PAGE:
Referring to FIG. 1, the lower frame 10 is attached to the frame bearer in a manner similar to attachment of frames well known in the prior art. A pair of adjustable shoulder straps 110 and 110' are connected to the top of the lower frame on member 38 and to the bottom of the lower frame to members 32 and 32', respectively. A mesh back-support 120, partially shown in FIG. 1, is stretched across the upper part of the area between members 16 and 16'. An adjustable belt 130 is attached to members 12 and 12'. Referring to FIG. 6, the shoulder straps are placed over the shoulders and under the arms of the frame bearer and adjusted to force the mesh back-support 120 to rest against the frame bearer's upper back. The belt 130 is adjusted to fit around the frame bearer's waist to connect the frame to the frame bearer's hip section in a manner similar to well-know prior art frame connections to a frame bearer. An optional chest belt 140 may also be used to fasten the frame on the body. The upper frame may then be pivoted forward to distribute the weight closer over a line passing through the hips and legs of the bearer.
The mechanism 150 for effecting the pivotal action of the upper frame and lower frame is shown in detail in FIG. 5. The method for controlling rotation of upper frame 50 may be manual or automatic and the description herein will be limited to the manual operation. An automatic method for rotating the upper frame 50 need only incorporate a sensor to determine the best balance position of the upper frame and a small sensor responsive motor and spring loaded drive mechanism for positioning arm 80.
Referring now to FIGS. 1 and 5, it can be seen that the forwardmost end of arm 80 passes through slide mechanism 150 comprising a cylindrical or rectangular tube slide 151. Arm 80 is adapted to be locked in place by a screw 164 having a threaded shaft which is threadingly engaged in aperture 168. To rotate the upper frame 50 about its pivot, screw 164 is unscrewed slightly so that arm 80 is free to move.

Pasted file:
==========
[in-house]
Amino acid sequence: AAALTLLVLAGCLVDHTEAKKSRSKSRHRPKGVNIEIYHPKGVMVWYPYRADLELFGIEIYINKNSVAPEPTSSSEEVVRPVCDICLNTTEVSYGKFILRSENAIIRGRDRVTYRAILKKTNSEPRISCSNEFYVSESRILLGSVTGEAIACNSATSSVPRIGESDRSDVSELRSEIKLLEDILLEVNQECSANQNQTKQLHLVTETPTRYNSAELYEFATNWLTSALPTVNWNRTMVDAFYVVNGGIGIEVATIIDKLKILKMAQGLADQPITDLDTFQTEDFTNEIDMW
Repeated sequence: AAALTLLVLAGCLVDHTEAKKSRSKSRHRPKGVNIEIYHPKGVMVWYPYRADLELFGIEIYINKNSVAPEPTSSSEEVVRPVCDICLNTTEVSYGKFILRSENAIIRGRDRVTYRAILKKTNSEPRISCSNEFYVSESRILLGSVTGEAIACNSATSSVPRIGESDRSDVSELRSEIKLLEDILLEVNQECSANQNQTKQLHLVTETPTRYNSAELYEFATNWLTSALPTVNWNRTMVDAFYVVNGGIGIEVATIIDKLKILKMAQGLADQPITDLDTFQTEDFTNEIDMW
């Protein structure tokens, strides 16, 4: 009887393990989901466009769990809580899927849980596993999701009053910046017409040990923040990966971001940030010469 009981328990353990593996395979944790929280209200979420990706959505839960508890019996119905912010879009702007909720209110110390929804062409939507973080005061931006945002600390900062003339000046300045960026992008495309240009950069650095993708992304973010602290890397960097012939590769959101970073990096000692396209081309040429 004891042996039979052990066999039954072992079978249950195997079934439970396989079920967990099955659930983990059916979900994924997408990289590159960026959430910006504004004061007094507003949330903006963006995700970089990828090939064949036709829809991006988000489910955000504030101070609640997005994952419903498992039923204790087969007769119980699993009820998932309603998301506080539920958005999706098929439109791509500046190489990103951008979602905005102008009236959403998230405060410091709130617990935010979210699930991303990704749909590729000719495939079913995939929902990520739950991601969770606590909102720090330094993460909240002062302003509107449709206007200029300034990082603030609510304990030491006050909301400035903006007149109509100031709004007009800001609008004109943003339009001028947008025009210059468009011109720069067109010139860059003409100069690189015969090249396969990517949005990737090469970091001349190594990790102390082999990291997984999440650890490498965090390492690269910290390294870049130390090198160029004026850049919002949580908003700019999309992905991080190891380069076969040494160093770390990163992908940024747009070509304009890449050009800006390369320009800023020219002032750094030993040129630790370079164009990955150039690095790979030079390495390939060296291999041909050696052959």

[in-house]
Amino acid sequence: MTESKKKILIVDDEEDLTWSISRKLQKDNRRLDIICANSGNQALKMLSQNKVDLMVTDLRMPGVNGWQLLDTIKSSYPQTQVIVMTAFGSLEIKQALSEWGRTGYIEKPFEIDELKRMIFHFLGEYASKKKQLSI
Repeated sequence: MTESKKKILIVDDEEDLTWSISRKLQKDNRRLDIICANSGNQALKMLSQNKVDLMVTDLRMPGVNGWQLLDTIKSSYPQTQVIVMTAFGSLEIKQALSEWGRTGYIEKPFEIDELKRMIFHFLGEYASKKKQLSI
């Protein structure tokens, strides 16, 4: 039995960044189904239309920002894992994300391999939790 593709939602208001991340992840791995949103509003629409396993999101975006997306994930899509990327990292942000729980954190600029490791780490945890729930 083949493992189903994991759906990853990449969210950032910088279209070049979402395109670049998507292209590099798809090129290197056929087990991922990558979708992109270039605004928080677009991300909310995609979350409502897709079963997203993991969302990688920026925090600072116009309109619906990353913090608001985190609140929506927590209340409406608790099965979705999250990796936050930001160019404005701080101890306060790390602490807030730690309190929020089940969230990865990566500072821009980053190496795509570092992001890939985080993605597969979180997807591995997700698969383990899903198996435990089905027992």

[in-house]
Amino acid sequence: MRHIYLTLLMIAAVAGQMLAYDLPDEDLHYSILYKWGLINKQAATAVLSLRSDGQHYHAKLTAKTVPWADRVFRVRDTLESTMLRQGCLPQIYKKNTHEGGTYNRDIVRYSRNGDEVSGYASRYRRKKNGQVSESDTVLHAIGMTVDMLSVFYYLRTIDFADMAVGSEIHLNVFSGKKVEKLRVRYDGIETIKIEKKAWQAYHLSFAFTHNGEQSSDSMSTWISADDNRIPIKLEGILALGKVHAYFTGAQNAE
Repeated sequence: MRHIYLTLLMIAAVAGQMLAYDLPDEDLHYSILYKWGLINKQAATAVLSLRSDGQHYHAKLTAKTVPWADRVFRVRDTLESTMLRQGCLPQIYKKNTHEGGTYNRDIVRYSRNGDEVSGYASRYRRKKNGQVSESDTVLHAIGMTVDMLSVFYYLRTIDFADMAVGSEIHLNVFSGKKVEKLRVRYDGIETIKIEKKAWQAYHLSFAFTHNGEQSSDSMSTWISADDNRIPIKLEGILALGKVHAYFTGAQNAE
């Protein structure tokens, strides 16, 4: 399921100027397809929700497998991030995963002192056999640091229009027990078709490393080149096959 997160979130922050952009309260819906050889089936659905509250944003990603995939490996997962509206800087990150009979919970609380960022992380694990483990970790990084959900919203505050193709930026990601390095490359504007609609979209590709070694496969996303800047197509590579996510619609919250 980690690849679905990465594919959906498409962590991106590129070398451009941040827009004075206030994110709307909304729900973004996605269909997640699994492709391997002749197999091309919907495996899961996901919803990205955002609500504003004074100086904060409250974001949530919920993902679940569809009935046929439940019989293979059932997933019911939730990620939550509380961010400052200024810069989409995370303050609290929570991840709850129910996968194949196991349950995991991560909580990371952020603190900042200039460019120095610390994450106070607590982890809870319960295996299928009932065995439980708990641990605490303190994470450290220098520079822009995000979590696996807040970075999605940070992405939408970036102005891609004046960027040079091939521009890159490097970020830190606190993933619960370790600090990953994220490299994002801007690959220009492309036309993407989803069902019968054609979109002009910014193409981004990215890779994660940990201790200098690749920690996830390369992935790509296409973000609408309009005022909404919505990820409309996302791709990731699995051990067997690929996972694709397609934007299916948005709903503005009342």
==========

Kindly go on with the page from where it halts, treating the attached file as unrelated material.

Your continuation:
Slide member 151 is connected to cross piece 18 by means of a rotatable link 160. Link 160 is pinned for rotation to the lower frame by means of pin 152 which is passed through aperture 156 and cross piece 18 and through an aperture 158 adjacent the upper end 159 of link 160. A second aperture 174 adjacent the other end of link of 160 receives pivot pin 172 which has one end disposed in aperture 170 and which passes through aperture 174 which provide a bearing surface for pin 172. A washer 173 may be positioned adjacent head 175 to ensure free rotation of link 160. Bore 176 extends from the periphery of link 160 to aperture 174 and receives a locking screw 178 which locks the link 160 to the pivot pin 172.
Link 160 provides a convenient arrangement for ensuring that the arm 80 can be conveniently stored out of harm's way and so that it does not interfere with the bearer during mounting of the frame to the bearer. To this end, reference should be made to FIGS. 2 and 3. Looking at FIG. 3 first, it will be seen that arm 80 is in its outermost extended position. Swinging arm 80 upward and clockwise causes it to pivot about pin 78 until it reaches the position shown in FIG. 2 where it nests snugly against frame member 52. The natural functional holding forces of the various parts are generally sufficient to keep arm 80 in place once raised to its uppermost position; however, if desired, a convenient spring clip (not shown) may be included on arm 52 or a suitable restraining tie 153 (shown in FIG. 3) may be connected at the end of arm 80 to allow arm 80 to be fastened in place.
In order to restrain link 160 from pivoting freely during positioning of the upper frame, restraining means 200, best shown in FIG. 5, is mounted to the lower frame piece 12. Restraining means 200 comprises three major parts, a guide 202, a supporting strap 204 and a saddle or seat 208. Supporting strap 204 is pivotally fastened at one end through aperture 210 to piece 12 through aperture 228 by pin 212 which is threaded at one end to receive holding nut 230. The other end of strap 204 includes a notch 226 which provides a raised surface 227 adapted to engage the edge 229 of strap 18 to hold strap 204 in place, as shown in FIG. 2 and FIG. 5.